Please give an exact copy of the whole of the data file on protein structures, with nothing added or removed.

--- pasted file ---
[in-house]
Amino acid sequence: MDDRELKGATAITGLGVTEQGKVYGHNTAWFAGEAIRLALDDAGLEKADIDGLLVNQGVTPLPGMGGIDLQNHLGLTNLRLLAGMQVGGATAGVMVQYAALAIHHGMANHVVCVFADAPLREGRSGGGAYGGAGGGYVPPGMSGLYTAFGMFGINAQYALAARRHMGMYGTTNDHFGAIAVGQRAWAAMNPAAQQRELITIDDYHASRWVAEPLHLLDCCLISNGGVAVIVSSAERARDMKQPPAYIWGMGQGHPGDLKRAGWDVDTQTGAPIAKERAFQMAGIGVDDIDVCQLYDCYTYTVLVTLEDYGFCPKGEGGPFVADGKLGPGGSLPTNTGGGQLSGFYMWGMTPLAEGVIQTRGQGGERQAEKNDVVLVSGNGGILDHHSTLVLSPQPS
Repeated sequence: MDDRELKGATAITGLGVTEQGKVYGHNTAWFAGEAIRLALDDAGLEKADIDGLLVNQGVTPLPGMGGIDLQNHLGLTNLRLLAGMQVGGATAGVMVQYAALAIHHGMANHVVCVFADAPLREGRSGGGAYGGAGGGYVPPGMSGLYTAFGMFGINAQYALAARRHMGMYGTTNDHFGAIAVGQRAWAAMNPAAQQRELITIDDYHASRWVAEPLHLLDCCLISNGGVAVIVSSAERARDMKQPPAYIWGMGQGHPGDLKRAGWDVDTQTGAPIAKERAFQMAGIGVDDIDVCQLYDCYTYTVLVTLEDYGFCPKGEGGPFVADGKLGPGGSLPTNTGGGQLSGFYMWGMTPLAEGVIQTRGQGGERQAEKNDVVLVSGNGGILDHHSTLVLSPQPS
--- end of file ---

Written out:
[in-house]
Amino acid sequence: MDDRELKGATAITGLGVTEQGKVYGHNTAWFAGEAIRLALDDAGLEKADIDGLLVNQGVTPLPGMGGIDLQNHLGLTNLRLLAGMQVGGATAGVMVQYAALAIHHGMANHVVCVFADAPLREGRSGGGAYGGAGGGYVPPGMSGLYTAFGMFGINAQYALAARRHMGMYGTTNDHFGAIAVGQRAWAAMNPAAQQRELITIDDYHASRWVAEPLHLLDCCLISNGGVAVIVSSAERARDMKQPPAYIWGMGQGHPGDLKRAGWDVDTQTGAPIAKERAFQMAGIGVDDIDVCQLYDCYTYTVLVTLEDYGFCPKGEGGPFVADGKLGPGGSLPTNTGGGQLSGFYMWGMTPLAEGVIQTRGQGGERQAEKNDVVLVSGNGGILDHHSTLVLSPQPS
Repeated sequence: MDDRELKGATAITGLGVTEQGKVYGHNTAWFAGEAIRLALDDAGLEKADIDGLLVNQGVTPLPGMGGIDLQNHLGLTNLRLLAGMQVGGATAGVMVQYAALAIHHGMANHVVCVFADAPLREGRSGGGAYGGAGGGYVPPGMSGLYTAFGMFGINAQYALAARRHMGMYGTTNDHFGAIAVGQRAWAAMNPAAQQRELITIDDYHASRWVAEPLHLLDCCLISNGGVAVIVSSAERARDMKQPPAYIWGMGQGHPGDLKRAGWDVDTQTGAPIAKERAFQMAGIGVDDIDVCQLYDCYTYTVLVTLEDYGFCPKGEGGPFVADGKLGPGGSLPTNTGGGQLSGFYMWGMTPLAEGVIQTRGQGGERQAEKNDVVLVSGNGGILDHHSTLVLSPQPS